The Chilliwack Players Guild will be celebrating the 400th anniversary of the first printing of William Shakespeare’s First Folio with its upcoming production.
The theatre troupe presents The Book of Will April 20 to 30 at the Chilliwack Cultural Centre. It’s a true story about the four-year journey of tracking down Shakespeare’s work after his death to publish the plays in one book.
“In its entirety, it covers everything that’s in Shakespeare. There’s love, there’s death, there’s anger, there’s loss… there’s deception… there is talk of poisoning,” said director Clint Hames. “It’s like a love letter to Shakespeare.”
He and fellow guild member Graham Archer went to see the play in Oregon in 2018.
“It blew me away,” Hames said.
The Book of Will was published by Lauren Gunderson five years ago. It takes place over the course of four years in the 17th century, but uses all modern language except for when the actors are quoting Shakespeare.
Hames explained some of the backstory and history. People were pirating Shakespeare’s work and he and the acting company he was part of, called The King’s Men, were very concerned.
Those trying to pirate his work would send young boys into the theatre who could write and they would try to “furiously scribble down” what they were seeing, Hames said.
“Then they would publish these plays and… put them on and they were horrible recreations of Shakespeare.”
Shakespeare combatted that by only handing his actors their parts.
“To avoid piracy of the plays, there was generally only one copy of the script, the prompt book, kept backstage. Actors only ever received their own parts, not the whole play,” Hames said.
Other members of The King’s Men included head actor Richard Burbage, plus John Heminges and Henry Condell.
In 1613, the Globe theatre in London, where most of William Shakespeare’s plays debuted, was destroyed by fire. All of his scripts burned with it.
The Book of Will starts off in 1619, three years after Shakespeare’s death. Burbage, who likely knew Shakespeare’s plays better than any other, had memorized many of them. When Burbage died in 1619, his friends Heminges and Condell suddenly realized no one knew the plays like Burbage did.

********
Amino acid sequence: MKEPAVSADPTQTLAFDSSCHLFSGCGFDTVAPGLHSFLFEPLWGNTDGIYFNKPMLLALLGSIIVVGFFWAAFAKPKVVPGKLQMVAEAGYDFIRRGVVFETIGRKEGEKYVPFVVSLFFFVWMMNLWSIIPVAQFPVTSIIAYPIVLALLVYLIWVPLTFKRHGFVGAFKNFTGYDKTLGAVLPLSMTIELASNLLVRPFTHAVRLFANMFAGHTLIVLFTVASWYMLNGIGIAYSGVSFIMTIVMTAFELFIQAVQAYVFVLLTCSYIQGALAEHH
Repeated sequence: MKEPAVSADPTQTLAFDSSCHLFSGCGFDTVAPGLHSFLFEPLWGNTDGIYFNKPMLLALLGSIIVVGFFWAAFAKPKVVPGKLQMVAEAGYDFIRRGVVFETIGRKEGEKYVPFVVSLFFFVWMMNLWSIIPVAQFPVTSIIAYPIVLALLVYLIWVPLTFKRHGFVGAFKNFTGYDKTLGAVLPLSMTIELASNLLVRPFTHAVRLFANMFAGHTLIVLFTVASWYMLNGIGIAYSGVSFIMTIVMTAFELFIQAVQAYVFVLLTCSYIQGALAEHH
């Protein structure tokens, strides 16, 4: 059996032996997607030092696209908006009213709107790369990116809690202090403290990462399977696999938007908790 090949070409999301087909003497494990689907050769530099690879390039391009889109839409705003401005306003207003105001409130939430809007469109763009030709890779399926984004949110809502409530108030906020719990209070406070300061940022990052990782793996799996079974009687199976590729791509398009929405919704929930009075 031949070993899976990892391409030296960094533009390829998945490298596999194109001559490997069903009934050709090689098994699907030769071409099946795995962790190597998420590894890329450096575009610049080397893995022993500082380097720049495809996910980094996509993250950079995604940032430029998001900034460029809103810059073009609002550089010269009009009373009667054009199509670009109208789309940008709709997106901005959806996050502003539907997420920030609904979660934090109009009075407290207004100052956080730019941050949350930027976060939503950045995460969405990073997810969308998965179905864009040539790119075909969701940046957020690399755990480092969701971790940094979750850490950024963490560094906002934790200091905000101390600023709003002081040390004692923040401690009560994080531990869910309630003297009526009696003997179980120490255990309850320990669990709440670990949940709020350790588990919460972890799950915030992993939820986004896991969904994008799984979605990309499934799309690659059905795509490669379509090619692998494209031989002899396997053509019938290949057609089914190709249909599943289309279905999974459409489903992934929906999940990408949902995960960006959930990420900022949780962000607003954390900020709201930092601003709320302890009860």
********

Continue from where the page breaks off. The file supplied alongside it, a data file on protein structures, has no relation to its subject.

And so began the hunt for copies of Shakespeare’s plays.
“They scoured the city of London and other places to try to find enough of these plays. So they bought pirated plays, they found scripts in people’s bathrooms and they finally gathered all 36 plays and were able to get them published,” Hames said.
The Book of Will follows the four-year journey of Heminges and Condell as they hunt for Shakespeare’s work between the years 1619, when Burbage died, and 1623 when the First Folio was published, about seven years after Shakespeare’s death.
Out of the 750 copies of the First Folio that were printed, 235 are known to remain in the world, one of which is in the library at the University of British Columbia.
In the Chilliwack Players Guild production, the First Folio is referred to as The Book of Will.
The play is a huge production. There are 17 cast members and about 50 others in the crew. The team has built pretty much everything by hand from costumes, to props, to the set.
Rick Funk built a 17th-century style Gutenberg printing press. Graham Archer (who also plays the lead role), along with three retired men who love to tinker, built the entire set.
Maggie Saunders designed and sewed all 26 costumes with help from a team of about eight people. About 90 per cent of the costumes were made from scratch and it was her first costume job.
“I sew, but not to this level,” she said.
Judy Hill took on the role of props – Hames figured she made hundreds of them. Since the play is about printing a book, there’s a lot of paper needed for props.
“Every single piece of paper has been treated… (using) mostly my leftover coffee in the morning,” Hill said.
Text was silkscreened on paper that make up the book’s pages, and there’s a scene where the audience will see countless sheets of paper hung across the stage.
Hill also transformed two modern pitchers (one ceramic, one enamelled metal) to make them look like pewter jugs. Plus, there are a couple of personal items in the show.
“Two of my dad’s beer mugs are out there,” Hill said.
Hames admits it has been challenging to direct the production.
“It’s about the most difficult thing I’ve ever directed.”
When they got the rights to produce the play, they basically received a script, and that’s about it. There’s no indication of what the set should look like, where people are supposed to stand onstage, or how a love story emerges during the play.
“You build it. It’s your interpretation as a director of what those words mean,” Hames said, adding that there’s a lot of humour in the play.
Other members of the creative team include stage manager Ann-Marie Blessin, lighting by Hayden Simpson and sound by Debra Archer. Laura Hames, Clint’s wife, is the producer.
“It’s a warm and witty play… it’s all about love,” Laura said. “It’s really heartwarming.”
The Book of Will by The Chilliwack Players Guild runs Thursday, April 20 to Sunday, April 30 at the Chilliwack Cultural Centre. Show times are: April 20, 21, 22, 27, 28 and 29 at 7:30 p.m.; matinees are April 23 and 30 at 2 p.m.
Tickets are $25 for adults and $20 for seniors/students, and can be purchased at the Centre Box Office, online at www.chilliwackculturalcentre.ca, or by calling 604-391-SHOW(7469).
For more, go to www.playersguild.ca.